CEST off-payroll tool had no formal accuracy testing, admits UK’s HMRC CEST off-payroll tool had no formal accuracy testing, admits UK’s HMRC

CEST off-payroll tool had no formal accuracy testing, admits UK’s HMRC
13 Feb 2019

Her Majesty’s Revenue & Customs (HMRC) has conceded that its controversial Check Employment Status for Tax (CEST) tool has still not undergone any formal testing to validate its accuracy.

In fact, the UK tax agency has failed to produce any detailed evidence of its accuracy claims since CEST's release almost two years ago, despite repeated claims from HMRC and the Treasury that the tool was under continual review, according to The Global Recruiter.

It has also emerged that not even an informal assessment was conducted to ensure that CEST met the Government’s Digital Service (GDS) standards, which are used “to check whether a service is good enough for public use”. The admissions came to light in response to various Freedom of Information (FOI) requests by contracting authority Contractor Calculator.

The news comes as HMRC faces mounting scrutiny over the design and development of the tool, which is believed to have already forced thousands of public sector contractors into false employment, including hundreds at the BBC.

The broadcaster revealed that 95% of its freelancers were deemed to be ‘employed’ following a CEST assessment - despite the fact that 90% of the same workers had been deemed as ‘self-employed’ in a previous employment status test developed in conjunction with HMRC. Speaking to the Public Accounts Committee, BBC director general Lord Hall conceded that the organisation had left many freelancers with little choice but to work via a limited company.

Responding to ContractorCalculator’s FOI request, HMRC said: "No further documentation has been created since April 2018 where CEST has been subsequently tested against court cases." It was alluding to 24 employment status cases that were mentioned in response to a previous FOI request by the organisation in April 2018.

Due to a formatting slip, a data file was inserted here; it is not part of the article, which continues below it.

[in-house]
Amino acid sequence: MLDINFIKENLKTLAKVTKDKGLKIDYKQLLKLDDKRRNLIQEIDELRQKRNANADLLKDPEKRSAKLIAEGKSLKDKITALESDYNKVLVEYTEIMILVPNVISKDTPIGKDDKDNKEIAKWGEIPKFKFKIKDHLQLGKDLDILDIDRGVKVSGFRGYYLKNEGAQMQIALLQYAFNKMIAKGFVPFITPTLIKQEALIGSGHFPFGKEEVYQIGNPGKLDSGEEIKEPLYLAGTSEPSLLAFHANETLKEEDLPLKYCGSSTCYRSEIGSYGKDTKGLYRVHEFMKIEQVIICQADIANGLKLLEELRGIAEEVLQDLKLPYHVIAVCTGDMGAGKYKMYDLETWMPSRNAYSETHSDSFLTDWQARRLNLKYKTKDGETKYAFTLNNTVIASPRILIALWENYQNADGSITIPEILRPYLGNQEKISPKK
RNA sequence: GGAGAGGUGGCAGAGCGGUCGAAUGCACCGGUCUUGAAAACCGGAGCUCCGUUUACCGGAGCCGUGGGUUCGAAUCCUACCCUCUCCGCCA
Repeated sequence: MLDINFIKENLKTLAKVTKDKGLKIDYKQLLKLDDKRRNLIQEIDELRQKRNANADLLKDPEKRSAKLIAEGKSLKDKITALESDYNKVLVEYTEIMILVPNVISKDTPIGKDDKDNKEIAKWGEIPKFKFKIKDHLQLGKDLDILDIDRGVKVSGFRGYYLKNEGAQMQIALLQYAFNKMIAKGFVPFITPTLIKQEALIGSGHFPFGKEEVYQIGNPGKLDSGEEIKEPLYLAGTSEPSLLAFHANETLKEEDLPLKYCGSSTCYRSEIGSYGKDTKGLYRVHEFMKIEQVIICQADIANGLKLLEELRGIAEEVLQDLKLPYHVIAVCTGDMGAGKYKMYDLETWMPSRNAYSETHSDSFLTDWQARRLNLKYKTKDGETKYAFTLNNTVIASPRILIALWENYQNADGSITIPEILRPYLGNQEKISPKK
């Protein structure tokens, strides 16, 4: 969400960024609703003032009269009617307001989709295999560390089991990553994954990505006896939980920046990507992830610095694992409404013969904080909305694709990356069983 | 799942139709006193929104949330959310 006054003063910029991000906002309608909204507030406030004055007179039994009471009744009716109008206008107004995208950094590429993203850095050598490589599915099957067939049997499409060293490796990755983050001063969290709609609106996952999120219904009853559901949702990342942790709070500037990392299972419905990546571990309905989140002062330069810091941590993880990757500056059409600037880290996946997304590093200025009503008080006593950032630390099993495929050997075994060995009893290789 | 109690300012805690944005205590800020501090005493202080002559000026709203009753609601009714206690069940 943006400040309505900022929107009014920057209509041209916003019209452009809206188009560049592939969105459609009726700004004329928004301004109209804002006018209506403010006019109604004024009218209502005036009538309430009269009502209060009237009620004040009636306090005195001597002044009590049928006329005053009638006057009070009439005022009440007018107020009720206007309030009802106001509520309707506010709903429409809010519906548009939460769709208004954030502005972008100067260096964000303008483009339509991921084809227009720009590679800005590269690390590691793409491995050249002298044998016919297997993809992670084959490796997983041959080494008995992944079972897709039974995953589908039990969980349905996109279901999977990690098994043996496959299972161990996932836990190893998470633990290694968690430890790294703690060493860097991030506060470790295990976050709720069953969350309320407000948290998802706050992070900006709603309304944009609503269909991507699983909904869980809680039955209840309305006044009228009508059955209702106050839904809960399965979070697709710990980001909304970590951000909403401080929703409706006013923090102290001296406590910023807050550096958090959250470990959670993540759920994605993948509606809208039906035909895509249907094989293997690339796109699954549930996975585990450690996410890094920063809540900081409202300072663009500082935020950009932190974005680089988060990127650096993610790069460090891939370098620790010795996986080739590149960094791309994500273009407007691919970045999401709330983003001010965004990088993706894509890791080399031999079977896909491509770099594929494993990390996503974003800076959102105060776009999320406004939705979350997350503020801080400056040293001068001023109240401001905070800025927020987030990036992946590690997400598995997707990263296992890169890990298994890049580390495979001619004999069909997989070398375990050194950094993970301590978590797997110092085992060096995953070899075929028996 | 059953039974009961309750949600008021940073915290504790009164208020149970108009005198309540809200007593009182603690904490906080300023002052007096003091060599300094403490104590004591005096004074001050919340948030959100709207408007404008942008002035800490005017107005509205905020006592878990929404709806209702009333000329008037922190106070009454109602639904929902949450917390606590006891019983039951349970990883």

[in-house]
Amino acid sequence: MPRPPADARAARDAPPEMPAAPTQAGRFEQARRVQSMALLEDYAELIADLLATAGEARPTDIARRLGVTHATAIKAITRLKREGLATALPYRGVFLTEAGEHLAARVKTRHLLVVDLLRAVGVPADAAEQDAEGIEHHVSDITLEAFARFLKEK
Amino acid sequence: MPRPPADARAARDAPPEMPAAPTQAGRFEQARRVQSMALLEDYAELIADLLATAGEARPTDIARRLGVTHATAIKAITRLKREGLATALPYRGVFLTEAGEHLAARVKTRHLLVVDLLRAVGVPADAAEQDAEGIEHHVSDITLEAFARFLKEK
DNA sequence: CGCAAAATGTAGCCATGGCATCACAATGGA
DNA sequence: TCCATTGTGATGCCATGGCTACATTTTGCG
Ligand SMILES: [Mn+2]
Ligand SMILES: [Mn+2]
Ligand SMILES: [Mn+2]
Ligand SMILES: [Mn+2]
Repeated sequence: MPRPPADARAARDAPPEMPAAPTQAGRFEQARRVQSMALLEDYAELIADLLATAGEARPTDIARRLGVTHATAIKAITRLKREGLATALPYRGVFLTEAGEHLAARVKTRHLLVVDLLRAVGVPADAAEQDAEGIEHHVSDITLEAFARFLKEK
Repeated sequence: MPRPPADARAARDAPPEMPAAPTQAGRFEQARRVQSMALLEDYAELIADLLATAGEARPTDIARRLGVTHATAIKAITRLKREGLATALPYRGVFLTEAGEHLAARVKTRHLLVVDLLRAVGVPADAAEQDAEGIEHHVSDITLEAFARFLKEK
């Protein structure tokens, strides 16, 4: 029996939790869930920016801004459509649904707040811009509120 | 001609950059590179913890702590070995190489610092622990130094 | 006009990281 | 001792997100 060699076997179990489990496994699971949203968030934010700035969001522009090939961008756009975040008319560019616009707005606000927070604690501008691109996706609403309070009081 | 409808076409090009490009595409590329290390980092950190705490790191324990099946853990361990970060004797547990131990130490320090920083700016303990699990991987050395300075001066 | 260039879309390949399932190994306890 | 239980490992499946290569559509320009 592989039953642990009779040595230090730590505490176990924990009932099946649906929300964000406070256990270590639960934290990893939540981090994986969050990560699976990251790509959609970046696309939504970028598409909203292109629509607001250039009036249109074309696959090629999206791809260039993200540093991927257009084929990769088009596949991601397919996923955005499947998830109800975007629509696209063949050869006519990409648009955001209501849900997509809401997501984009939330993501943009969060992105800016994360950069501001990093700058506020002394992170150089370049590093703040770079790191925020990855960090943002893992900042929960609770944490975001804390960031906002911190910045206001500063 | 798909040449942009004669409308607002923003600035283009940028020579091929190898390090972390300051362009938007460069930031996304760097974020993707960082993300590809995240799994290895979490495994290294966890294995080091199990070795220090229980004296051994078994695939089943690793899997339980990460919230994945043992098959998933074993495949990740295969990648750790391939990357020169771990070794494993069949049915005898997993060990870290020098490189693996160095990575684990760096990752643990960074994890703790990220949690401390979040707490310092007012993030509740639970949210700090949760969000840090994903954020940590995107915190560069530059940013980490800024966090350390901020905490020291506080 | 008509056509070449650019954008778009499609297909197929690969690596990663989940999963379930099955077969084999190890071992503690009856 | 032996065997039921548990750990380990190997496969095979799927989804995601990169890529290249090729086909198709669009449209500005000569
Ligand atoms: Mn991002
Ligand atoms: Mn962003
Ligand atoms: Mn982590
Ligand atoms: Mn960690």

HMRC had attempted to use the single page of claims as proof of CEST’s accuracy. But a rigorous re-testing of the 24 cases conducted by ContractorCalculator, which produced 511 pages of evidence, found the tool to return a flawed assessment 42% of the time.

Dave Chaplin, ContractorCalculator’s founder and chief executive, said: “HMRC imposed CEST upon the public sector and by doing so has cheated many honest taxpayers out of thousands of pounds in the process with a tool that is not fit for purpose and does not work. We debunked HMRC’s claim that CEST is accurate and by doing so we thought that the taxman might make some effort to vindicate its tool but, two years on, we can see that CEST has been stuck in beta mode since its inception.

It would be interesting to see what enhancements HMRC intended to make in preparing for rolling out Off-Payroll to the private sector, he added. “HMRC is setting itself up for a colossal fall and more worryingly will be playing havoc with the livelihoods of thousands of hard-working freelance professionals,” Chaplin warned.

Emma Woollacott

Emma Woollacott is a freelance business journalist. Her work has appeared in a wide range of publications, including the Guardian, the Times, Forbes and the BBC.

OTHER STORIES THAT MAY INTEREST YOU